Webb Motorworks claims a 0-60-mph time of 3-5 seconds, depending on the car’s weight. The range is between 135-250 miles depending on the size of the battery pack and it can be charged back up within 5-8 hours at home, which is acceptable considering most hot rods are hobby cars. You’ll definitely still need a Tesla Model S for the daily grind.

The cost is between $50,000 to $70,000, and four shells are currently available. You can get a small block in V8 or V12 configuration, a Hemi, a big block, or a flathead, also available in V8 and V12. You can also add some color to the engine. The options are red, blue, purple, orange, teal, or black.

Webb Motorworks took its products to SEMA this week, where it alreadreceived three awards.

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Ford’s crate electric motor tease doesn’t mean much without a crate battery – Daniel Strohl @Hemmings


Even a year ago, when Chevrolet announced its eCrate motor via an electrified Blazer, we noted that the move was inevitable. More than at any other period in history, classic car owners have been electrifying their vehicles using whatever modern EV powertrains end up in junkyards and for cheap on the secondary market. Dozens of shops have popped up offering classic car electrification services. Now’s the time to make crate electric motors available, and as we saw in a tweet from Ford recently, the Blue Oval is soon going to announce its own crate electric motor – the Eluminator – at this year’s SEMA show.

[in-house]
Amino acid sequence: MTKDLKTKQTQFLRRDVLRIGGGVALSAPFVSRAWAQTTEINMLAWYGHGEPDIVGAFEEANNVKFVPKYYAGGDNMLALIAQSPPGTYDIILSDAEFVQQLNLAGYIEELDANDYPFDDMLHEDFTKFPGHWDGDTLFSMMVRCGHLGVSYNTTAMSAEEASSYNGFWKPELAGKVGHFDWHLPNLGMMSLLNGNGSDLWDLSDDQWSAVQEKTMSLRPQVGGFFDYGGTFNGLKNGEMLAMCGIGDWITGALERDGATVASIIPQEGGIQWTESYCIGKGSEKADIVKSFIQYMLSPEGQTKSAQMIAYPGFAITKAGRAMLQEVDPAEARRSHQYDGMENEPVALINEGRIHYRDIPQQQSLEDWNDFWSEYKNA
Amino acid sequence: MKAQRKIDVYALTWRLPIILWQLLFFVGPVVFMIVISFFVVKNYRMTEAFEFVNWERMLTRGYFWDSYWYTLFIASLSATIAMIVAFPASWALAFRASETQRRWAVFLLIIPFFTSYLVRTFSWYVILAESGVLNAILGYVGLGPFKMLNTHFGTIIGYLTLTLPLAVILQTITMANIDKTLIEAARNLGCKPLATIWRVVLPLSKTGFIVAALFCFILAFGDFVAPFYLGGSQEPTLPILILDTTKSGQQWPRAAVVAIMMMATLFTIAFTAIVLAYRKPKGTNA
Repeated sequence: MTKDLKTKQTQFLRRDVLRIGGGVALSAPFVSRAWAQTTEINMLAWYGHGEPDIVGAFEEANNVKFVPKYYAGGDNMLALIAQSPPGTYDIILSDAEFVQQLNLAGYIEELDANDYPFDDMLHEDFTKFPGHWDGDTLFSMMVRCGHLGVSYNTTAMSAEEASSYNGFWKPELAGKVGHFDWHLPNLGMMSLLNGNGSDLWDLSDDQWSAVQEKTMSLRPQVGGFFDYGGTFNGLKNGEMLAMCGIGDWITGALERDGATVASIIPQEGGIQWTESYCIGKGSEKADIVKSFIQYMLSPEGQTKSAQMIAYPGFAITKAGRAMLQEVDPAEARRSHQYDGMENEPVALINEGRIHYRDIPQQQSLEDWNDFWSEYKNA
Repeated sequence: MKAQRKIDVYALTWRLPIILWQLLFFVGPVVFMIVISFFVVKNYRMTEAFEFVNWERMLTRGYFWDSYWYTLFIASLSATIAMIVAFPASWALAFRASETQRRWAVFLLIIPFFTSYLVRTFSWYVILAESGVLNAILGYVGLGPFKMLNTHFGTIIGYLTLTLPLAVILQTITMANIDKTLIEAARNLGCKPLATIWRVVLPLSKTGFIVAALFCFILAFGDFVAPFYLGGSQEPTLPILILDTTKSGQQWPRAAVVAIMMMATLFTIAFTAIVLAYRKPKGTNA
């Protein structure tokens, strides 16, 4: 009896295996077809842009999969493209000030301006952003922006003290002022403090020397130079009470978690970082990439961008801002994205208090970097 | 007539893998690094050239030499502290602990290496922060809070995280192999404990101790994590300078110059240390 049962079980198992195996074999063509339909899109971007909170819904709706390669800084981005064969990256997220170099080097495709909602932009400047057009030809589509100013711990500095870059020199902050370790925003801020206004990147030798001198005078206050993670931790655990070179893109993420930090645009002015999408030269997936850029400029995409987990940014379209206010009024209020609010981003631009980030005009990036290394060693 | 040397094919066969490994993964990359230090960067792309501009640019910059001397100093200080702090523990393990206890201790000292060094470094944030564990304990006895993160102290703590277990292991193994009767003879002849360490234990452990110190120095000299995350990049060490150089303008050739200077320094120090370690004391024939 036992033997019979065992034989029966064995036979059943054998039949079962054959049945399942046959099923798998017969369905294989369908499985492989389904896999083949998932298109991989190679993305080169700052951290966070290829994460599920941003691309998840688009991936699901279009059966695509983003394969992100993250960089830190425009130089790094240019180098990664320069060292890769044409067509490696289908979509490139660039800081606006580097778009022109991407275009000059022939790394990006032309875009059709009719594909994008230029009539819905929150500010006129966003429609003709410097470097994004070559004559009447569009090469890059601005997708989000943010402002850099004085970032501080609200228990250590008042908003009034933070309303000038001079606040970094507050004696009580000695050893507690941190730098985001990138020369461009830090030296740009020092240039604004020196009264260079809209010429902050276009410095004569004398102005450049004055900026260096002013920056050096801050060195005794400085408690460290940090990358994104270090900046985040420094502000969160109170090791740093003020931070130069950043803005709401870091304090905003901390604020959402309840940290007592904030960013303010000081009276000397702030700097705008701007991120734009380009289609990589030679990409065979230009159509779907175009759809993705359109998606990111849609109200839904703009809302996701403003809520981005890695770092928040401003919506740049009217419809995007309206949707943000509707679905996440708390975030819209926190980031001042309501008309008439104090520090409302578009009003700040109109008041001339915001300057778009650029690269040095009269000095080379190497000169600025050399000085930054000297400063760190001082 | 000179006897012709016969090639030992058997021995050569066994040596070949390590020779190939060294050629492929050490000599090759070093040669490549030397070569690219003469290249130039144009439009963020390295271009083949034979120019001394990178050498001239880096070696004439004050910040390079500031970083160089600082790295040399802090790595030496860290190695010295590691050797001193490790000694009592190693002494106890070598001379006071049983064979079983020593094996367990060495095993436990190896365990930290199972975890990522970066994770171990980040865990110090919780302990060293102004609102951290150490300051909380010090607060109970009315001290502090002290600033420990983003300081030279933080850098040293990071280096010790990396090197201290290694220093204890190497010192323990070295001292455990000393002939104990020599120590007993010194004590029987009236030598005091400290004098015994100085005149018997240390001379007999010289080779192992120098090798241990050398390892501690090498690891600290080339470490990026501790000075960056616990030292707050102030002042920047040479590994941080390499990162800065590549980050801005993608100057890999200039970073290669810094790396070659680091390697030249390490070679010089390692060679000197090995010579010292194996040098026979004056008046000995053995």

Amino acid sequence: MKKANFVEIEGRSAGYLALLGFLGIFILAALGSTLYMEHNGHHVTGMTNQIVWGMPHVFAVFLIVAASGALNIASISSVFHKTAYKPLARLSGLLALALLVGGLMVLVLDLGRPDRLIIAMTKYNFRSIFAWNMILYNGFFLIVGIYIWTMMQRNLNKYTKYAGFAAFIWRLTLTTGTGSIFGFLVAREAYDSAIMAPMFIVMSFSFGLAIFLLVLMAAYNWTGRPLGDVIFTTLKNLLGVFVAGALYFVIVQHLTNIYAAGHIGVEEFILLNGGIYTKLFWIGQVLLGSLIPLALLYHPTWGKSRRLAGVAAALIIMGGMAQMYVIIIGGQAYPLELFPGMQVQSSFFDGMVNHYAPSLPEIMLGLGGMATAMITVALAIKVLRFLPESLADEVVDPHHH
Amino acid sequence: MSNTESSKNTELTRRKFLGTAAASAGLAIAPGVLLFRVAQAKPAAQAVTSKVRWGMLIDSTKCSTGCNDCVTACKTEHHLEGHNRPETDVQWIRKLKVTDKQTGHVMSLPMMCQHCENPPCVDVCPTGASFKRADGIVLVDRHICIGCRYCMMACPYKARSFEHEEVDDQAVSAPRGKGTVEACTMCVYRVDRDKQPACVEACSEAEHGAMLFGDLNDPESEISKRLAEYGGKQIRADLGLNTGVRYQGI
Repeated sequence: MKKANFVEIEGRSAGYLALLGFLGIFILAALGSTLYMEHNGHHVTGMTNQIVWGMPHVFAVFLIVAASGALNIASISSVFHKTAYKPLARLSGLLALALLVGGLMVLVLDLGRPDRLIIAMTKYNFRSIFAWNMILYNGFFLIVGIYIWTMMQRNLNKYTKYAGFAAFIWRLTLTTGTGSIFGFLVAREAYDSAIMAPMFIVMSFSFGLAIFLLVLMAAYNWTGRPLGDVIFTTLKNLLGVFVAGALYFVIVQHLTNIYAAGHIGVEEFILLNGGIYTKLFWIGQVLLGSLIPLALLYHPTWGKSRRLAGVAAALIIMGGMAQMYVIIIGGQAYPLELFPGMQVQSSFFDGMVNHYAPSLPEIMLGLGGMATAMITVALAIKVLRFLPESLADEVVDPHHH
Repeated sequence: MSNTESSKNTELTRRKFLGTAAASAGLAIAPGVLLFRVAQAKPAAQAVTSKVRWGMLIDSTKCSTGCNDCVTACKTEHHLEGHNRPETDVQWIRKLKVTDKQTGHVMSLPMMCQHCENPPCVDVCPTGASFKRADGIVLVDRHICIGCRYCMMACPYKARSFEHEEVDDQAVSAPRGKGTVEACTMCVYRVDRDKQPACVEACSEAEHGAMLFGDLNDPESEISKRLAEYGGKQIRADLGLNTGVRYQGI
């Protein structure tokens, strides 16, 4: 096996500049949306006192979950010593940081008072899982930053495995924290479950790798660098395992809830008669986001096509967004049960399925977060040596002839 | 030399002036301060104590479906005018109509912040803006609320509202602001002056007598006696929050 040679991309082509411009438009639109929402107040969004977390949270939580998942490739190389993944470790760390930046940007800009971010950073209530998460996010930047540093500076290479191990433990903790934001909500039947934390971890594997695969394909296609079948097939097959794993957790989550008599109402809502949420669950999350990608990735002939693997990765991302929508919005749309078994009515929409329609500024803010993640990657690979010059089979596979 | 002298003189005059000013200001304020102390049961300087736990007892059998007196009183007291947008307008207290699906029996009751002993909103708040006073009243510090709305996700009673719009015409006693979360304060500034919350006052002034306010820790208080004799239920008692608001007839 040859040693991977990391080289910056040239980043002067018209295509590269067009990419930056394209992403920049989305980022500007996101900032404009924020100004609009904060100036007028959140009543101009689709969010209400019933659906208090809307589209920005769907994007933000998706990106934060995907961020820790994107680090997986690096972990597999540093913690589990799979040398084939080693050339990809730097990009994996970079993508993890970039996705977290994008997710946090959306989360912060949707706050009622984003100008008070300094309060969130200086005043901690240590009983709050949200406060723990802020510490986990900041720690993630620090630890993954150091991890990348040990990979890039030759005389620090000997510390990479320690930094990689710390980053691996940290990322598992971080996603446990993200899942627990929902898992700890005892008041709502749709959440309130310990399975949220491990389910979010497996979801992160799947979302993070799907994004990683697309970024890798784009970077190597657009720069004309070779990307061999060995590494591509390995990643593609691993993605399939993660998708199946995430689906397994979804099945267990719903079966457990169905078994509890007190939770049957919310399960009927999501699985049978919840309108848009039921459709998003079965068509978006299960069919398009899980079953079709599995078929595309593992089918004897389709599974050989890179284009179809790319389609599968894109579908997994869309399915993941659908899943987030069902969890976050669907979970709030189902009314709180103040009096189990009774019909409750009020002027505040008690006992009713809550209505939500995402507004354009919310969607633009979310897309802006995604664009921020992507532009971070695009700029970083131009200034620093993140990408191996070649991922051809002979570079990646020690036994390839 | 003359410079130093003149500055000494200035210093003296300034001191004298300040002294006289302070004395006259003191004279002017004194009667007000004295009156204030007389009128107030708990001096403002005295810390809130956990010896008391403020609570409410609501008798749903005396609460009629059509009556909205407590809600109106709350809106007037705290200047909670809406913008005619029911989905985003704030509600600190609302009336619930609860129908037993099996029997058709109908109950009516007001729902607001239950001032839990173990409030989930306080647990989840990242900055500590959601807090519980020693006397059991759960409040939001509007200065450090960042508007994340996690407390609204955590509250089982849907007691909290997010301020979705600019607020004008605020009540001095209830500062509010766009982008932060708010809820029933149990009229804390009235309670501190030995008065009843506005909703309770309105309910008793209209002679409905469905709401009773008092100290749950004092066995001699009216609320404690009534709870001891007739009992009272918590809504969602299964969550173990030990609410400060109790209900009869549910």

Awesome, really, but this all makes zero sense if Ford and GM can’t also offer crate battery packages to go with those crate electric motors.

Yes, I know, batteries are not sexy. They don’t even having any moving parts, ferpetesake – they just lay there, all shocks and zaps if you touch ’em wrong. Automakers tend not to introduce new battery systems at SEMA – heck, sometimes automakers barely release any information about the batteries in their electric vehicles. Take, for instance, the electric Mustang Cobra Jet that’s up at the top of this article. When Ford announced it last year, the company boasted all sorts of stats on its performance (1,502 peak wheel horsepower, quarter-miles in 8.27 seconds at 168 mph), but nowhere in its press releases did the company mention the battery supplying all that power. (All we’ve been able to find with some quick googling from other sources is that it has three 60kWh battery packs of some sort.)

Motors, on the other hand, they at least spin. They’ve got some torque. Ford absolutely gushed about the electric Cobra Jet’s “four PN-250-DZR inverters coupled to a pair of DS-250-115s, giving four motors total and spinning at up to 10,000 revolutions per minute (and running) at 800 volts and up to 700 amps, with maximum output of 350kW per motor.” According to Carscoops, which spoke with Ford’s Hau Thai-Tang, the Eluminator should put out 210 kW. Roughly, in terms of SAT question format, the electric motor is to the internal-combustion engine as the battery pack is to the gas tank. Motors are relatively easy to bolt up top existing transmissions and to fit in places where internal combustion engines once went. Far, far more articles have been written about building and modifying engines than gas tanks.